Category Archives: sbx bus rapid transit

Zimbabwean student talks transit & sbX

Hunts Station photo by Juno Kughler Carlson

Cal State student Simbarashe Peresch at the sbX Hunts Lane station

Grand Terrace resident Simbarashe Peresch has been riding Omnitrans and sbX since he first arrived here from Zimbabwe on September 17th. He is currently enrolled at Cal State University San Bernardino where he is majoring in biology. Thanks to the Go Smart program, Simbarashe is able to get unlimited bus rides using his student ID. We caught up with him at the Hunts Lane station and asked what he thought about the sbX rapid transit line.

He told us he liked how quickly sbX gets him to campus. He was also impressed by the roominess, air conditioning and onboard Wi-Fi.

“It’s very different from Zimbabwe,” Simbarashe explains with a broad smile. “where I come from, we have much smaller buses that only hold about 15 people.  And it costs only 50 cents to ride!”

“Also I’ve noticed here that there is not that much of a distinction between cities,” he continues. “You can pass from Redlands into Loma Linda without knowing it. In my country there are vast lands of field between cities that separate them. You know immediately when you are out of town.”

He points to the art glass on the station windscreen beside him. “The designs of stations here are very beautiful too,” he grins. “Traveling here has been a very different experience for me. I very much like riding sbX.”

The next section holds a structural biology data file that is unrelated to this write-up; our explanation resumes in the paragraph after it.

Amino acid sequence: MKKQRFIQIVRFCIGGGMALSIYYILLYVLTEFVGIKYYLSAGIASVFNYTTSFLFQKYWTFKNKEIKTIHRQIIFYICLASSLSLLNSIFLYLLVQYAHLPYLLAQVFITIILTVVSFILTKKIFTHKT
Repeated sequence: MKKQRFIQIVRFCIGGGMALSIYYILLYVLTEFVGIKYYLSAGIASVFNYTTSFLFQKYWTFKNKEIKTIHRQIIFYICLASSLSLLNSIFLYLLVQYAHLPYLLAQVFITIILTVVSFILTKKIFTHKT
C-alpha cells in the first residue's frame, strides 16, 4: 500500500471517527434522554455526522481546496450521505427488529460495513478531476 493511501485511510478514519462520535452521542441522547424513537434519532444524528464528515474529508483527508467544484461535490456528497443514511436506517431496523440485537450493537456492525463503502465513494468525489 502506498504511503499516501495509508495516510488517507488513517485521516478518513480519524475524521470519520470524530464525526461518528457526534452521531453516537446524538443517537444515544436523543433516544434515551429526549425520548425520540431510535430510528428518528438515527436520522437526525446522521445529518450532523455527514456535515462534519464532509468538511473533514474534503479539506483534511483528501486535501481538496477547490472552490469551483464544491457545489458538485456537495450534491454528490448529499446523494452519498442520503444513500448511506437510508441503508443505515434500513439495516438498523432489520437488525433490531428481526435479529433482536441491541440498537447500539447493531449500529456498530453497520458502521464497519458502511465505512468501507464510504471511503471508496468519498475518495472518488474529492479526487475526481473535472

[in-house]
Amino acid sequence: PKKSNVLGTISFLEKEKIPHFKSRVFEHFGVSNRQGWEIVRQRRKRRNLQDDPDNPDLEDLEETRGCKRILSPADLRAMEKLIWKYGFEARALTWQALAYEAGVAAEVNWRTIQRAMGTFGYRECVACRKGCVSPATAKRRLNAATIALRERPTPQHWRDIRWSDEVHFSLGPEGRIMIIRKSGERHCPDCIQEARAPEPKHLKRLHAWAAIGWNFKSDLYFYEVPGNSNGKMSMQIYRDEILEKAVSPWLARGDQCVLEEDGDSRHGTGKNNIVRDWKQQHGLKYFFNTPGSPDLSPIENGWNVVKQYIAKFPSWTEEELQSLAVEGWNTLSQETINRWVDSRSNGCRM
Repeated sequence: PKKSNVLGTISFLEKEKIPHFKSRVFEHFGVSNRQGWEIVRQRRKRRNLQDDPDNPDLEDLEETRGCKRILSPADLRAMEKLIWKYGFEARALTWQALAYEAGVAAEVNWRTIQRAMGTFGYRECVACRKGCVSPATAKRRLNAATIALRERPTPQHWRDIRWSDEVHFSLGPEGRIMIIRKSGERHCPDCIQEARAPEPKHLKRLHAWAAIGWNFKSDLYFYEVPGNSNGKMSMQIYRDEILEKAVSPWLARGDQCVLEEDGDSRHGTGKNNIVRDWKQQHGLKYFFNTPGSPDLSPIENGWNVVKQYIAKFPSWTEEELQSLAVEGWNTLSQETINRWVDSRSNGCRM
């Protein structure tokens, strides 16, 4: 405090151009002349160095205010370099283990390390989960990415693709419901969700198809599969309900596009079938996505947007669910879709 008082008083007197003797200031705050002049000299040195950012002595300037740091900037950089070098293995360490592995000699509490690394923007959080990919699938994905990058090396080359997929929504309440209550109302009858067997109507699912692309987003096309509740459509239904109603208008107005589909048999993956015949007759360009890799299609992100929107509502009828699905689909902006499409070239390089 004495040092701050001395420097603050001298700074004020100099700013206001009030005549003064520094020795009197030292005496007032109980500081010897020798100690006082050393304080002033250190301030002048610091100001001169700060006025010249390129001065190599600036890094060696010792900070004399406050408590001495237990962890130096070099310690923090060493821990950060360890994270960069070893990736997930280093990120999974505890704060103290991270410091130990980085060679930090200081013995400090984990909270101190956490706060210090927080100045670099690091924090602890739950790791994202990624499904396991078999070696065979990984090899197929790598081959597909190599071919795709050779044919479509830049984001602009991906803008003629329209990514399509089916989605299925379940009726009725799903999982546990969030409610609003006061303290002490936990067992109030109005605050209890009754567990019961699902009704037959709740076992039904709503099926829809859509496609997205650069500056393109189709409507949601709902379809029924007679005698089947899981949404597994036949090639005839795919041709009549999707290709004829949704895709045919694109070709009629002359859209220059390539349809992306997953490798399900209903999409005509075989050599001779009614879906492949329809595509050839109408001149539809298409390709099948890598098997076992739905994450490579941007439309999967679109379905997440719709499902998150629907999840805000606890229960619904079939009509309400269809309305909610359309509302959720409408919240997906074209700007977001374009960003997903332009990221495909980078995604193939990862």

- Juno Kughler Carlson
juno.carlson@omnitrans.org

Friends Ride Free Fridays on sbX

Friends Ride Free Fridays on sbX

Every Friday in October and November, paying sbX passengers can bring a friend along for free! Why? Because riding is always more fun with two!

It’s the perfect opportunity to grab a quick lunch along Hospitality Lane with a co-worker, take in a matinee with your child at the Regal Cinema , or do a little shopping with your best friend at Inland Center Mall.  Best of all, you don’t have to worry about traffic or parking.  You and your friend can simply relax and have a great conversation while enjoying the luxury interior of our sbX coach.

Pedro is a student and part time DJ, and his friend Lexy works at a local restaurant. They regularly travel together on sbX and say that it’s a very different experience from the normal Omnitrans coaches.

“You get a different type of rider on sbX,” says Pedro. “There’s a lot of professionals and students. It’s also fast. We save hours in travel time each day between all our trips.”

friends ride free fridays on sbx

Lexy nods, “True. It’s convenient because it stops close to most of the places we go to. And I like the outlets and free Wi-Fi.” She laughs. “I’m always looking for a place to charge my phone!”

So how does “Friends Ride Free Fridays” work?  It’s simple.

  • The free rider must be accompanied by an sbX passenger with a valid pass or proof of payment.
  • Both riders must board and exit together.
  • The offer is exclusively for our sbX Green Line service, and not good on Omnitrans, OmniGo or Access buses